No call? No bawl for MHS

Players, coach proud of effort


The Dominion Post

CHARLESTON -- With six minutes left in the game, Bobby Prim's drive to the basket would have ended with two free throws.

But with six seconds left, Prim's desperation drive ended in despair.

"In most situations like that, it's tough for an official to blow his whistle," MHS coach Tom Yester said. "That's just the way it goes."

The failed last-second drive ended Morgantown High's drive for the school's first state title Friday with a 52-51 loss to Cabell Midland, in the boys' state basketball Class AAA semifinals.

Saturday, it was one of the most talked-about plays on press row.

"I was just trying to create some contact," Prim said of the play. "There was obviously some contact, but the official didn't make a call. That's a tough call to make in that situation. I guess it just wasn't meant to be."

As he drove the lane, looking for a game-winning basket with his team down by a point, Prim got jostled between two defenders and lost the ball. With no foul called, Midland's Mark Patton grabbed the ball and the clock ran out.

Did MHS belong in the state tournament? Yes.

Could the Mohigans have defeated South Charleston for the state title? We'll never know, but MHS did prove one thing.

"We wanted to prove that we could play with teams down here," Yester said. "I think we accomplished that. Not many people gave this team a chance at the start of the season, but the kids proved they could play with anybody in this state."

That they did. Morgantown's dream season ended at 22-4 with four senior starters averaging double figures in scoring.

"The seniors were the story of this team," Yester said. "They held this team together and made the younger guys work hard."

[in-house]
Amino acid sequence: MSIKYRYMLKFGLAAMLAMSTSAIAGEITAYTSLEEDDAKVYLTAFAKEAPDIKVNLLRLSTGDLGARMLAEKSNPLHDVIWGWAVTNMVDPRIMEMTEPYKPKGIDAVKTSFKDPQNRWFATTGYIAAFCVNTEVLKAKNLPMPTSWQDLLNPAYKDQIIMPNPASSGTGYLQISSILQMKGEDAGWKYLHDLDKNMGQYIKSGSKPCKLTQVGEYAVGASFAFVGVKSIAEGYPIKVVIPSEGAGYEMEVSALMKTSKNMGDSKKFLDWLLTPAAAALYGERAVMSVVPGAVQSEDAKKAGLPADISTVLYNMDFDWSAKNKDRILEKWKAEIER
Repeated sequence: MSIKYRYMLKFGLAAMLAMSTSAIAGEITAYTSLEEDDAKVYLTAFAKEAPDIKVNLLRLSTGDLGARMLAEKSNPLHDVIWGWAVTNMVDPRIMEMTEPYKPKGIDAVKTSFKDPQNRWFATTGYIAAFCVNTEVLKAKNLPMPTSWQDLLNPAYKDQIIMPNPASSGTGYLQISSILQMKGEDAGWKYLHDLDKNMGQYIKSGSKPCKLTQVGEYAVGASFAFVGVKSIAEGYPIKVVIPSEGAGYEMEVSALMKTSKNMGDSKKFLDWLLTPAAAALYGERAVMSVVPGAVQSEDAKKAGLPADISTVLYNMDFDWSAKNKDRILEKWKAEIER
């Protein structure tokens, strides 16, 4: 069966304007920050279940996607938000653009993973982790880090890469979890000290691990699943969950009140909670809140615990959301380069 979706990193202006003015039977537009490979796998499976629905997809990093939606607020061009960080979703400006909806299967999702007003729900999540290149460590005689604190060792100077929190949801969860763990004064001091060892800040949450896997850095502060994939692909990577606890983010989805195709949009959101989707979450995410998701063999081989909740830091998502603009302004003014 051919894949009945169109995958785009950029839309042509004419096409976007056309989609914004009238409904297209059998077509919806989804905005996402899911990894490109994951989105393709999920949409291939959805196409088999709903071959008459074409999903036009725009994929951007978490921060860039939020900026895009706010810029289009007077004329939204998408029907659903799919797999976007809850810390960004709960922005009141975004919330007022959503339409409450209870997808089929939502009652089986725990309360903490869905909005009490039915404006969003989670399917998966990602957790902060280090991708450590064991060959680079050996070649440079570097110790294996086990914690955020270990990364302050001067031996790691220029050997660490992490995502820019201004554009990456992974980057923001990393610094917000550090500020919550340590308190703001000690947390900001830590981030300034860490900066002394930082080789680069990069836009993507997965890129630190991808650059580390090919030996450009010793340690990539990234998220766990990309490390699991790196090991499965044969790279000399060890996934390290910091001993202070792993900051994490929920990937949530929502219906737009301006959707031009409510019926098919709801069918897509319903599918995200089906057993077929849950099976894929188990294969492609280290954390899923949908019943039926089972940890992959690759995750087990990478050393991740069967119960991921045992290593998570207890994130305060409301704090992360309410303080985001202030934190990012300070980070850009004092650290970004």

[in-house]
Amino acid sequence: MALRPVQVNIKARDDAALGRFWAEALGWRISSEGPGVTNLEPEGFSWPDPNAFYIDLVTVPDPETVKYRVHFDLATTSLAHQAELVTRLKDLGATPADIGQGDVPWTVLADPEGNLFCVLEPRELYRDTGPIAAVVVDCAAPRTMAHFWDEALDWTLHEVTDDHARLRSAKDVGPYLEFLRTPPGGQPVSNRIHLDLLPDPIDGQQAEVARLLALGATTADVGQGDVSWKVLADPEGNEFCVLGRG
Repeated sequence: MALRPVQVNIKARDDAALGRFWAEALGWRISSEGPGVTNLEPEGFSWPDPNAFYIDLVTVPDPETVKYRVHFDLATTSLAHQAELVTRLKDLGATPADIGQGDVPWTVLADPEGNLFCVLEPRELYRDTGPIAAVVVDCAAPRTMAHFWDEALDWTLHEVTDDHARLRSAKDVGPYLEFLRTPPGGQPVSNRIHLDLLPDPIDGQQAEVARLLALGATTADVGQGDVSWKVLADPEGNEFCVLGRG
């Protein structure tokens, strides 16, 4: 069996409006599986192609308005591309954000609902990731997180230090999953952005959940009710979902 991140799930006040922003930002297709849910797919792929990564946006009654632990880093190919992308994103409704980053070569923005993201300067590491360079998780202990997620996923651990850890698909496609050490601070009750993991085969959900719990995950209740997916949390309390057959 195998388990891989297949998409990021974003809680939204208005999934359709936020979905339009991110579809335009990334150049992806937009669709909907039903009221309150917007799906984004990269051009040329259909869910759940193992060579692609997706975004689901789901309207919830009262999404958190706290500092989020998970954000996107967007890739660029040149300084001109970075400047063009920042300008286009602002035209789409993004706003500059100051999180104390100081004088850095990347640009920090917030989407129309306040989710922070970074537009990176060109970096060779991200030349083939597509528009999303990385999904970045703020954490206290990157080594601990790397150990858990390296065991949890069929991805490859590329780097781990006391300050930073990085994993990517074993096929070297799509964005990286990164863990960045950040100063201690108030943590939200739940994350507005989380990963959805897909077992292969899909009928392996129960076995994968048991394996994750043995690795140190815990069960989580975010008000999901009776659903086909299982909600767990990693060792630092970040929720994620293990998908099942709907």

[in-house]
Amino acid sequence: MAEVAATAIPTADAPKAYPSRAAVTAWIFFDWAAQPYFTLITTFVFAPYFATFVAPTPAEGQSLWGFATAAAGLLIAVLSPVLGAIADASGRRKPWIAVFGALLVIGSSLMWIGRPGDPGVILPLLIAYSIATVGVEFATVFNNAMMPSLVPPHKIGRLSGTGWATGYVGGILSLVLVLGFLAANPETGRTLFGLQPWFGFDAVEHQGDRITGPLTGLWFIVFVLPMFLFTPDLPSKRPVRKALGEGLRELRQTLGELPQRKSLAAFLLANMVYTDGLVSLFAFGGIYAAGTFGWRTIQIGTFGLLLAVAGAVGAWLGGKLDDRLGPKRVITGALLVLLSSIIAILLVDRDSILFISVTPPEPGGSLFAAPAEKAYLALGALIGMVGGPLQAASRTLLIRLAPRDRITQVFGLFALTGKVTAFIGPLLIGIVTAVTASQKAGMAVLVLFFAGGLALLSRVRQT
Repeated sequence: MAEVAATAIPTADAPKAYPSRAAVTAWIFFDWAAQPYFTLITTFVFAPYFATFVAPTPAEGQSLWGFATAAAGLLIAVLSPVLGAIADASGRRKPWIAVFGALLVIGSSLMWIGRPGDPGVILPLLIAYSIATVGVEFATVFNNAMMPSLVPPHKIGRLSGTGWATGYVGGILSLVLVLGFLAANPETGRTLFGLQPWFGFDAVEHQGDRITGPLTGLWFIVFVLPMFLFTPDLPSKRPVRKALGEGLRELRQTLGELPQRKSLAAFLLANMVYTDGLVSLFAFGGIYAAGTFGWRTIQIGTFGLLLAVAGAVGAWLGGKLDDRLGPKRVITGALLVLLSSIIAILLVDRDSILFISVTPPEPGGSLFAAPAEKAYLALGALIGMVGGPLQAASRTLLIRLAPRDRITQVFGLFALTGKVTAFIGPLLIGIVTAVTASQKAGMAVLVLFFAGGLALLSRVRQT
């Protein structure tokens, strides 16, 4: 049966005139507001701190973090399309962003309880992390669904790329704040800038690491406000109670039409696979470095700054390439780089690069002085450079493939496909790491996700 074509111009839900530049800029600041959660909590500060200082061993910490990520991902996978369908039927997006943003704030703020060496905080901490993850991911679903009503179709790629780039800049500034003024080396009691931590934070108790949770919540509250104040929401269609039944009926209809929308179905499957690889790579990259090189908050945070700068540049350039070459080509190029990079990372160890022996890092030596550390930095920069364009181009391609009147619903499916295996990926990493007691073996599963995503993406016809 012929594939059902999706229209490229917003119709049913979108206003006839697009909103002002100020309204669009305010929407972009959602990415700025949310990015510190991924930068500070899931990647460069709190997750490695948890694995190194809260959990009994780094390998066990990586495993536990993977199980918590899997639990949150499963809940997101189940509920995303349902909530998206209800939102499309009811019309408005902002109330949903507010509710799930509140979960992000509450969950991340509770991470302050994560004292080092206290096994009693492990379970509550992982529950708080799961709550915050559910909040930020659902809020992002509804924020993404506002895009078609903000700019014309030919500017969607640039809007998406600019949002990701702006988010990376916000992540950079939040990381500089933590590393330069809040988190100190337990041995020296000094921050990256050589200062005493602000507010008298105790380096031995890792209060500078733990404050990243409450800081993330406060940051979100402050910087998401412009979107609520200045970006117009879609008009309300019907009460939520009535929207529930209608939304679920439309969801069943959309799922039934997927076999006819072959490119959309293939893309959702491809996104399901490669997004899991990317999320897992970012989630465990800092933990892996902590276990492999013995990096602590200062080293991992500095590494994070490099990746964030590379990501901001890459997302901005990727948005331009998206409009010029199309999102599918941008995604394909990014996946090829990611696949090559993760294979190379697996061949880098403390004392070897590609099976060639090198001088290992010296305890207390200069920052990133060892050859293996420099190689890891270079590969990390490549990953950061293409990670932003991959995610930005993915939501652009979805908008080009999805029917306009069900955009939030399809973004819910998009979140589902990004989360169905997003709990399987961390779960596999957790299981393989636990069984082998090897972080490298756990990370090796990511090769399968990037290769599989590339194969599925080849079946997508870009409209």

In the end, however, it just wasn't enough. The Mohigans' lack of size may have finally caught up with them, as Patton, Cabell's 6-foot-9 star center, scored 23 points and added eight rebounds.

The Mohigans also were hurt by two key Cabell Midland offensive rebounds of missed free throws in the fourth quarter.

But, much as they had all season, even in defeat the Mohigans amazed.

How were they even in the game to begin with? How were they even in the state tournament?

What local fans had discovered throughout the season, the rest of the state got to see over the Mohigans' two days of competition.

"This team had heart, plain and simple," MHS forward Ronnie Shaver said. "We never quit and we never backed down from nobody. That was our mentality the whole season.

"By no means am I ashamed. We have nothing to be ashamed of. Nobody expected us to make it this far. We came out and played hard all the time and with a lot of heart."

Many would think that heart was broken in the end, but it wasn't.

"There are no losers in this room," Yester said. "These kids played with guts and a lot of determination. They should be proud of themselves."